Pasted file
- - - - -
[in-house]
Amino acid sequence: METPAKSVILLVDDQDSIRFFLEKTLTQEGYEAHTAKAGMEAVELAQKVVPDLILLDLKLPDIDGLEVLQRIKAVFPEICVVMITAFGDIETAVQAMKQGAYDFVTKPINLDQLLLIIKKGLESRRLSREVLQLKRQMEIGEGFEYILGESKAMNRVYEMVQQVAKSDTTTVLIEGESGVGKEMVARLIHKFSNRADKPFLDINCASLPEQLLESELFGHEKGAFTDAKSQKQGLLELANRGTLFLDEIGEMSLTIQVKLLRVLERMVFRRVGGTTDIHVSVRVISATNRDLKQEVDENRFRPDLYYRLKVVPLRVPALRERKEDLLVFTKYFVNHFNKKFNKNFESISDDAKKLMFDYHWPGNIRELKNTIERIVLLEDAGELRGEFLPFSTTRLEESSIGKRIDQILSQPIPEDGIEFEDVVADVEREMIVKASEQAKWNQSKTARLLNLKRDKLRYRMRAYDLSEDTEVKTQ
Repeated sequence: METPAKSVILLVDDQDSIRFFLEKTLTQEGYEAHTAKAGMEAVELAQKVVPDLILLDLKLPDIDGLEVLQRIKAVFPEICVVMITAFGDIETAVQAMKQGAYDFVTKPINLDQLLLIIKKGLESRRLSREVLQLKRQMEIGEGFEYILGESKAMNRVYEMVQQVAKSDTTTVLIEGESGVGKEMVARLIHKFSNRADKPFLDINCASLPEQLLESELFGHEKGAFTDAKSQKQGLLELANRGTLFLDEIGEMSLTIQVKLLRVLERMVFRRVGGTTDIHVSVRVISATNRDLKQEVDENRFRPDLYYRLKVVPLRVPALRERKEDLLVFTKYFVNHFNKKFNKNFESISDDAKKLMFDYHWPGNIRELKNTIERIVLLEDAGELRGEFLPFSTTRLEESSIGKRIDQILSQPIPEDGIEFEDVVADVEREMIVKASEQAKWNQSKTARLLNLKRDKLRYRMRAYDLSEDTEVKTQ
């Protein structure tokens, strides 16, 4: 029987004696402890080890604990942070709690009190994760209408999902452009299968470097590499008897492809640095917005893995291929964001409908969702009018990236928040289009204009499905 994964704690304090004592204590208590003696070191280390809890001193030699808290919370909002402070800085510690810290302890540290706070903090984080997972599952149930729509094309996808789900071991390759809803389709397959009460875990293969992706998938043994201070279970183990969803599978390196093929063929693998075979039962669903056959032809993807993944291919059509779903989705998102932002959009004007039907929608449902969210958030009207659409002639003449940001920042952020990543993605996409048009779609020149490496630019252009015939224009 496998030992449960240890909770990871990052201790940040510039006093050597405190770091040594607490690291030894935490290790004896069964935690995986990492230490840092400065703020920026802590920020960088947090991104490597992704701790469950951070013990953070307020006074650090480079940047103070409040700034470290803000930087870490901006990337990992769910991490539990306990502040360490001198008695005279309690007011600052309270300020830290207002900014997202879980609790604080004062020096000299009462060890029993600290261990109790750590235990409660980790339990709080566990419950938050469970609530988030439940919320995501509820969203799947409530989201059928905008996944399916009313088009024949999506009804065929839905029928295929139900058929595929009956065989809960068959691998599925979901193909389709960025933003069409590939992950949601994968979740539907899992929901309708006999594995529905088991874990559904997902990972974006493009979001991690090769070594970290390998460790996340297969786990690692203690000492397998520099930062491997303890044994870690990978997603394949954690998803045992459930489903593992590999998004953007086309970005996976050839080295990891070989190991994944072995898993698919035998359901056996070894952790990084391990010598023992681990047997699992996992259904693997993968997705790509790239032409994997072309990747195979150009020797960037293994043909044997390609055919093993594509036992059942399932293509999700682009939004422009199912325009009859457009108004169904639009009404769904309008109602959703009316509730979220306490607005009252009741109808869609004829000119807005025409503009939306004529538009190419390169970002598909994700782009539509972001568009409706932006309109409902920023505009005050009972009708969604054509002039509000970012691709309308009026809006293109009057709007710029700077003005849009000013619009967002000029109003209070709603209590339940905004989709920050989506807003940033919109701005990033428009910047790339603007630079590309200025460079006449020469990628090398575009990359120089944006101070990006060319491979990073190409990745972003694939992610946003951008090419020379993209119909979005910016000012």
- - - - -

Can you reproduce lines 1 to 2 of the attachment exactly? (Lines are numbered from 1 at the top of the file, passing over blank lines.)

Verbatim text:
[in-house]
Amino acid sequence: METPAKSVILLVDDQDSIRFFLEKTLTQEGYEAHTAKAGMEAVELAQKVVPDLILLDLKLPDIDGLEVLQRIKAVFPEICVVMITAFGDIETAVQAMKQGAYDFVTKPINLDQLLLIIKKGLESRRLSREVLQLKRQMEIGEGFEYILGESKAMNRVYEMVQQVAKSDTTTVLIEGESGVGKEMVARLIHKFSNRADKPFLDINCASLPEQLLESELFGHEKGAFTDAKSQKQGLLELANRGTLFLDEIGEMSLTIQVKLLRVLERMVFRRVGGTTDIHVSVRVISATNRDLKQEVDENRFRPDLYYRLKVVPLRVPALRERKEDLLVFTKYFVNHFNKKFNKNFESISDDAKKLMFDYHWPGNIRELKNTIERIVLLEDAGELRGEFLPFSTTRLEESSIGKRIDQILSQPIPEDGIEFEDVVADVEREMIVKASEQAKWNQSKTARLLNLKRDKLRYRMRAYDLSEDTEVKTQ